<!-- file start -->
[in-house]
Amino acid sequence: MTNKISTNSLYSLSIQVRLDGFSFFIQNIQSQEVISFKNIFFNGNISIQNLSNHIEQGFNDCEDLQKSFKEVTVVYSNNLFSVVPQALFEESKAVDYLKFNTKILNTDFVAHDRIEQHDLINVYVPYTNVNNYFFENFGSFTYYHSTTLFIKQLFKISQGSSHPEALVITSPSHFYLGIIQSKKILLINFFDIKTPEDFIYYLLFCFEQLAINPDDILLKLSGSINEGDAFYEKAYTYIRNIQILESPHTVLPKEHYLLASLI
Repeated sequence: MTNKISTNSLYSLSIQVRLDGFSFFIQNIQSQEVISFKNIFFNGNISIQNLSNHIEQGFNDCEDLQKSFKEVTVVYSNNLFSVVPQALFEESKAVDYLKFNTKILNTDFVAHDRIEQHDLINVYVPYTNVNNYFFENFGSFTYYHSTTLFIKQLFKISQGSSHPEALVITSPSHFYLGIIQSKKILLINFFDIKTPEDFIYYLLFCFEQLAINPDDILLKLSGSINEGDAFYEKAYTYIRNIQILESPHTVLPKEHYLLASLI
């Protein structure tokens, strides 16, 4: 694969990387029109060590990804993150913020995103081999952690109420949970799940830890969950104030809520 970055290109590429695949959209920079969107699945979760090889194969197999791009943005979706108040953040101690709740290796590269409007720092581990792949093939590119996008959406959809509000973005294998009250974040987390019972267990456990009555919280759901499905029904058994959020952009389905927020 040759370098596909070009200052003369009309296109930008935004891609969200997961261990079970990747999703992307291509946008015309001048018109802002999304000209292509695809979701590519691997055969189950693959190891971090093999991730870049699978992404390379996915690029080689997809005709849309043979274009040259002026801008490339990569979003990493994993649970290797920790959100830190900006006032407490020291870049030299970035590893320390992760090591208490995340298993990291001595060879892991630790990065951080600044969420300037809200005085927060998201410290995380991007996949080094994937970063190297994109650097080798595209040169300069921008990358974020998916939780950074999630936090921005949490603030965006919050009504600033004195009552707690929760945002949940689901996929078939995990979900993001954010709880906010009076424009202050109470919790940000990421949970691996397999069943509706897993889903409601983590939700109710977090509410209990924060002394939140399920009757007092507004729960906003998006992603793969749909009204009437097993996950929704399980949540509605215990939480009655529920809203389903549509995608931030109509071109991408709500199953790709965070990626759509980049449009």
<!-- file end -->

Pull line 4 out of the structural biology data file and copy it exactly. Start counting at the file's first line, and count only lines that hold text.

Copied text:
């Protein structure tokens, strides 16, 4: 694969990387029109060590990804993150913020995103081999952690109420949970799940830890969950104030809520 970055290109590429695949959209920079969107699945979760090889194969197999791009943005979706108040953040101690709740290796590269409007720092581990792949093939590119996008959406959809509000973005294998009250974040987390019972267990456990009555919280759901499905029904058994959020952009389905927020 040759370098596909070009200052003369009309296109930008935004891609969200997961261990079970990747999703992307291509946008015309001048018109802002999304000209292509695809979701590519691997055969189950693959190891971090093999991730870049699978992404390379996915690029080689997809005709849309043979274009040259002026801008490339990569979003990493994993649970290797920790959100830190900006006032407490020291870049030299970035590893320390992760090591208490995340298993990291001595060879892991630790990065951080600044969420300037809200005085927060998201410290995380991007996949080094994937970063190297994109650097080798595209040169300069921008990358974020998916939780950074999630936090921005949490603030965006919050009504600033004195009552707690929760945002949940689901996929078939995990979900993001954010709880906010009076424009202050109470919790940000990421949970691996397999069943509706897993889903409601983590939700109710977090509410209990924060002394939140399920009757007092507004729960906003998006992603793969749909009204009437097993996950929704399980949540509605215990939480009655529920809203389903549509995608931030109509071109991408709500199953790709965070990626759509980049449009």